Where was I going with this? Oh, now I remember.
All this serves to make a fair number of my "friends" on facebook rather risible. Most of the time they are 'friends' who have requested my friendship, rather than the other way around. Certainly there are a few 'friend requests' that I have ignored with pleasure- people who would never have acknowledged my prescence other than to tease or bully me. A few have admitted in later years they would have liked to be my friend at school, but that I didn't ever seem interested. Others said that they were intimidated by me, as I was never backward in speaking my mind in class, or offering an opinion. I guess that goes some of the way to explaining why I was often elected to the SRC
, as all the other members just seemed to be elected because they were popular kids.
The school I changed to in my years 11 and 12 (the old Tasmanian HSC
was two, rather than one year- a bloody good idea, I thought, because if you fucked around in year 11 you had another year to pull it together and hopefully matriculate
). My new school could hardly be more different. I was instantly popular. A few girls remembered me from Primary school (I've earlier blogged about my prosopagnosia), and within only a year of being there, I was elected to Prefect. In fact, the popular rumour was that I was elected head prefect, but the teachers utilised their power of veto as I'd only attended the school one year, and thus didn't really know all the traditions. In any case, I really enjoyed my two years there, and if people ever ask me which school I attended in Hobart, I will nominate this as 'my' school, as it was the one I both chose and felt most at home in, despite having attended the other one for 6 years (including 2 years of primary school).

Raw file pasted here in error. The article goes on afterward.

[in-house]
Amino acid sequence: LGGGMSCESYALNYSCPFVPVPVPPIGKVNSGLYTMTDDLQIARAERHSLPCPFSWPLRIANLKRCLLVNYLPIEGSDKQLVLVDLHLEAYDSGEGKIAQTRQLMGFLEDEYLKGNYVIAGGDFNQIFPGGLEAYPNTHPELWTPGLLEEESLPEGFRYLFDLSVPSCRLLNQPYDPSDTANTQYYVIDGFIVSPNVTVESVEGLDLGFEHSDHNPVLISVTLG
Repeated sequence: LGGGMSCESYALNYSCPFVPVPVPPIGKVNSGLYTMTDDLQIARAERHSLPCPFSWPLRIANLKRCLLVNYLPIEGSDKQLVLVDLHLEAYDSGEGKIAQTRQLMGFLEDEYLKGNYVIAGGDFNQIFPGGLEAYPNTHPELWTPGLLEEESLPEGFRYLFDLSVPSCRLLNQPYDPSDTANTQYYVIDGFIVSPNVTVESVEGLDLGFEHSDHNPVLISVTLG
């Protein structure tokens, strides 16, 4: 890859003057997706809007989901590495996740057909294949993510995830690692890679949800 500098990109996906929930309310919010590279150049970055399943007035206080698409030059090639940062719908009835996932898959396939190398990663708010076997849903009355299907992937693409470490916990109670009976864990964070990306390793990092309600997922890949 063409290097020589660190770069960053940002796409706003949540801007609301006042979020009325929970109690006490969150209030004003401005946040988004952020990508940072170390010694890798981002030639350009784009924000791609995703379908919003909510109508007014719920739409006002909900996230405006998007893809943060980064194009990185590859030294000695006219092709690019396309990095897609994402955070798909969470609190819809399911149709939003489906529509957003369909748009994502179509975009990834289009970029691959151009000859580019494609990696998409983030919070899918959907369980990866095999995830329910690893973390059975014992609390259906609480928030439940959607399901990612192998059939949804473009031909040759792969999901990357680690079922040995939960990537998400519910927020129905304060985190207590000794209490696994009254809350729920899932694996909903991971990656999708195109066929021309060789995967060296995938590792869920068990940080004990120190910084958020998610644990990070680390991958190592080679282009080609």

Where I was really going with this is to say that I often wonder which of the people I now work with would have been the few that were my friends in High School, and which ones would not have given me the time of day. And now, whose kids is Patrick making friends with? Sometimes when we're at a party, or even the park, I'll strike up a conversation with another mother, and it becomes clear to me that the woman I'm talking to has never felt lonely or shy. Has never walked into a classroom and found only one desk available- the one right at the front or next to the smelly kid. Has never struggled to make friends. Becasue when it comes down to it, I'm still that lonely shy kid who can't figure out why no-one talks to her.
I learned early on in my career that responding to "So what do you do?" with the honest answer "Oh, I'm a Doctor" made for either crickets
or a breathy "Ohh, riiight". Followed by more crickets
. It's like saying "Oh, I'm a nerd". I don't really understand why people find it so confronting. I'm just a person, after all.